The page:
2012, Books, Non-Fiction

Spillover: Animal Infections and the Next Human Pandemic (2012) by David Quammen

Like so many other people, once the events of March 2020 happened I decided I had to read this book. Somehow, it took me three and a half years to get there.

Despite now being over 10 years old, this book still feels incredibly relevant and an essential read. Sure, some things have changed but so much of what Quammen covers in this is knowledge we all should know. And the predictions he makes are non-specific enough to have basically come true.

For me there are a number of value parts to the book. The section on SARS feels incredibly prophetic. As someone who dismissed SARS as a crazy overreaction – like so many of us – I really feel like I needed to read this in 2012…or at least read it before 2020. The section on the origins of HIV is probably the best part of the book for me, and it’s complicated enough that he seems to have gone off and written an entire book about it. I had no idea about this – I was only familiar with “Patient Zero” – and Quammen does both an excellent job of explaining what likely happened and turning it into a bit of a thriller. Even the part where he uses literary license to imagine its initial origins feels appropriate. (It’s the kind of thing that I normally really don’t like, especially in films.) Even the brief section on the flu feels valuable. Honestly, I learned something in every section and was captivated throughout.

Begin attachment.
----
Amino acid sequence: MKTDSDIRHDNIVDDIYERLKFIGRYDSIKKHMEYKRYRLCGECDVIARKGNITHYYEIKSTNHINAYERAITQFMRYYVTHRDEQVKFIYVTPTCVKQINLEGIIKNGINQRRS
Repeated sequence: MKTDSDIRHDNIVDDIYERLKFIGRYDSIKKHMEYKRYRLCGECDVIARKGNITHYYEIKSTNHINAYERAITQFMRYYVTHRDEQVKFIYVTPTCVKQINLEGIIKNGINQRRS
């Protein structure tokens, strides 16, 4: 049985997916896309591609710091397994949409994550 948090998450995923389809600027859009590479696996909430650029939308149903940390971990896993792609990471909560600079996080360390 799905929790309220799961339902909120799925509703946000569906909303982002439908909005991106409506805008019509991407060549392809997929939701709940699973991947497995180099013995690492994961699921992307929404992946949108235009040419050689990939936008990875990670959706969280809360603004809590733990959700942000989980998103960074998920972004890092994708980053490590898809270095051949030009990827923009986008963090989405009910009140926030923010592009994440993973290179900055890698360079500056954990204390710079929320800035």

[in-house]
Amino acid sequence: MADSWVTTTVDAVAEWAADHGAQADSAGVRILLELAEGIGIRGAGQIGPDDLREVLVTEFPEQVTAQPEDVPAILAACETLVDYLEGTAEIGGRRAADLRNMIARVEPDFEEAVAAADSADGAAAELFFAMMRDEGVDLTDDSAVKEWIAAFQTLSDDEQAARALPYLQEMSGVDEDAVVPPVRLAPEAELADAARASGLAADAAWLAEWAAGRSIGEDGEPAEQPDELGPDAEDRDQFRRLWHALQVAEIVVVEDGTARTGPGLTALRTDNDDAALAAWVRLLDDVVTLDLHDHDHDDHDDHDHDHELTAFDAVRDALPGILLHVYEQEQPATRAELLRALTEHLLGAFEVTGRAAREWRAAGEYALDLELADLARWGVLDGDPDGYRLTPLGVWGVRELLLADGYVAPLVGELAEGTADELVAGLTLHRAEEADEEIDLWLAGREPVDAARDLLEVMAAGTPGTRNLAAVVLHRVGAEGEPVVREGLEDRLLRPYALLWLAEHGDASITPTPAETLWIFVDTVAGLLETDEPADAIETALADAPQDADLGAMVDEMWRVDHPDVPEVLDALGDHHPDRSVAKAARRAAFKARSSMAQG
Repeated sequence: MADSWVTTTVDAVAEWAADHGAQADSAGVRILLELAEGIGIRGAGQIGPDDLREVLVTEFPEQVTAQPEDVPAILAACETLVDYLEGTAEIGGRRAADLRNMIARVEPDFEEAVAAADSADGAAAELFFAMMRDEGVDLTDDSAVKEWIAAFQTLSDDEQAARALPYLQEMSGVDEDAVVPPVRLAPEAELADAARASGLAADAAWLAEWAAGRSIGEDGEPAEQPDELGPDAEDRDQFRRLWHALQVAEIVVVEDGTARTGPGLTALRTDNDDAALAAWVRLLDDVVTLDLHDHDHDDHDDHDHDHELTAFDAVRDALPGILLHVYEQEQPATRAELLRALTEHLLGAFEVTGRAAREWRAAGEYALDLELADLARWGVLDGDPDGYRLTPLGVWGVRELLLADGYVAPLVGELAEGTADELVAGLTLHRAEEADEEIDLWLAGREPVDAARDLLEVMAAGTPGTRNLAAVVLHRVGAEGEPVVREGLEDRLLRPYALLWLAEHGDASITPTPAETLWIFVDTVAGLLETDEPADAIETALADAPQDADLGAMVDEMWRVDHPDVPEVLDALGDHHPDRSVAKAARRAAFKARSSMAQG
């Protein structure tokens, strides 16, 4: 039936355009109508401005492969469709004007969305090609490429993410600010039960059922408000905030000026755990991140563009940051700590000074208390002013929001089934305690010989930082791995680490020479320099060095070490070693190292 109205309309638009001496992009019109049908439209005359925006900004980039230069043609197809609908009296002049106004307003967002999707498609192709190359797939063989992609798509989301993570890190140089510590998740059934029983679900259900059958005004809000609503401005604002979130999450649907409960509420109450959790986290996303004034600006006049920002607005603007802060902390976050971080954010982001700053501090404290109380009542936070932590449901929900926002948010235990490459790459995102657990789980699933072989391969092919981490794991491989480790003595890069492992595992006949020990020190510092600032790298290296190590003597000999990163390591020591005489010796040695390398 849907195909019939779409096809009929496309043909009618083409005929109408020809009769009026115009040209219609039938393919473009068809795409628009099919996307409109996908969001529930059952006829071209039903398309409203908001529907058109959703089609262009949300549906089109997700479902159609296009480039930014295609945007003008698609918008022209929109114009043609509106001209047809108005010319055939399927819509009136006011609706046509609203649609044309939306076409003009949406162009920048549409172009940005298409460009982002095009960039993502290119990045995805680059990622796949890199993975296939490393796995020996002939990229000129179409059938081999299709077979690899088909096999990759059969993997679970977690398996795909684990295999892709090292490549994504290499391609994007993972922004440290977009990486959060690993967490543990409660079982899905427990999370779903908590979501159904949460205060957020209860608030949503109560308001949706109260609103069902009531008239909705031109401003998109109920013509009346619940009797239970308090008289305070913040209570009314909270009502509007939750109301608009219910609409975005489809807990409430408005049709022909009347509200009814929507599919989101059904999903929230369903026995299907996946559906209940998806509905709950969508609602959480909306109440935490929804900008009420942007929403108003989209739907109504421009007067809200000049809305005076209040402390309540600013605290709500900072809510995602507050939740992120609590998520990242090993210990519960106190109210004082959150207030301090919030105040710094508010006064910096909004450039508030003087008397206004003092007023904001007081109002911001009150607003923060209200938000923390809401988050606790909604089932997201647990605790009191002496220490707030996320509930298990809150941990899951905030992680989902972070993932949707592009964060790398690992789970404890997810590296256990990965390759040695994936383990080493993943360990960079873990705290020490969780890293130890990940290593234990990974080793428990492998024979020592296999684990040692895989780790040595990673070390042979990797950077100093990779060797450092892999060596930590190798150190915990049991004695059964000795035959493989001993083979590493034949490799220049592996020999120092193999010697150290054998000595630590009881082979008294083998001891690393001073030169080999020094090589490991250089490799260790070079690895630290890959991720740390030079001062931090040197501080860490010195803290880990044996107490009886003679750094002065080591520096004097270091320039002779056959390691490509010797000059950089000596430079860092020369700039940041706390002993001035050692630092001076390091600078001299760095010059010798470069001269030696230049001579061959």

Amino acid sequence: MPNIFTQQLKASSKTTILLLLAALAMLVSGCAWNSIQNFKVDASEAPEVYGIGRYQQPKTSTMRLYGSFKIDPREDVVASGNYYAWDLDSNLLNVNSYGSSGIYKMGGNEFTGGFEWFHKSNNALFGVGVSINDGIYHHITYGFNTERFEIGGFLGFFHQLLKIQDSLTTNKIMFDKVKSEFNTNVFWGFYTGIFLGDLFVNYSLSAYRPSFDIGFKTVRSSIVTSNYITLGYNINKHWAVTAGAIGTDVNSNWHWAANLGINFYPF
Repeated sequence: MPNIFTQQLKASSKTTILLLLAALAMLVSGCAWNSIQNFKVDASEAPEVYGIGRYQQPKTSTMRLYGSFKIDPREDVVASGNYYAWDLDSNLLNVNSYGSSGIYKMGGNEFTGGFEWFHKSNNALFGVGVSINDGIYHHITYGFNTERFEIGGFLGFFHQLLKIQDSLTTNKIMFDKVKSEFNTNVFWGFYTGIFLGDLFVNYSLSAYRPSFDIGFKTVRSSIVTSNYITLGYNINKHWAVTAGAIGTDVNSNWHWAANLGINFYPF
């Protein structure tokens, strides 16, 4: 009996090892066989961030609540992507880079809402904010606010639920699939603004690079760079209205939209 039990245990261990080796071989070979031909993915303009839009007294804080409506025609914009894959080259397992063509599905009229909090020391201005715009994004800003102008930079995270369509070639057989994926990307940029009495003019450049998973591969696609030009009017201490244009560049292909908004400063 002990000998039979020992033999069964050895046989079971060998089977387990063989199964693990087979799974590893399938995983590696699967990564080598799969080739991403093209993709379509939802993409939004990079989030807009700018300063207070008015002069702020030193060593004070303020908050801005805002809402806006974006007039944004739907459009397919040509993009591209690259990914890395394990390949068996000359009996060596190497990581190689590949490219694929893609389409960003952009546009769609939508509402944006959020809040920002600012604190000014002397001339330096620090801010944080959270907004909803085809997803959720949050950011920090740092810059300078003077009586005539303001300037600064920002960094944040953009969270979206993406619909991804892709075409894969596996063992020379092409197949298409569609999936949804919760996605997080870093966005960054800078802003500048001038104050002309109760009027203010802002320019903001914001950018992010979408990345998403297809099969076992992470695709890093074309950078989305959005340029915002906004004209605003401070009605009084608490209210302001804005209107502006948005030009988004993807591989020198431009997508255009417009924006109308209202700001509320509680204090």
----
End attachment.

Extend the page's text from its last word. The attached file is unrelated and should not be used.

I understand that so many of us learned something about a lot of this stuff between the beginning of the pandemic and now but I don’t think that invalidates this book. Quammen is an excellent writer and his survey of zoonosis is about as well-written and valuable as I can imagine such a survey, especially one written nearly a decade before the pandemic.

I don’t really have any criticisms. (Okay, he can be a little too cute with his language, occasionally.) This is a great book. It was timely when it came out and it’s still timely. I wish I had read it earlier.


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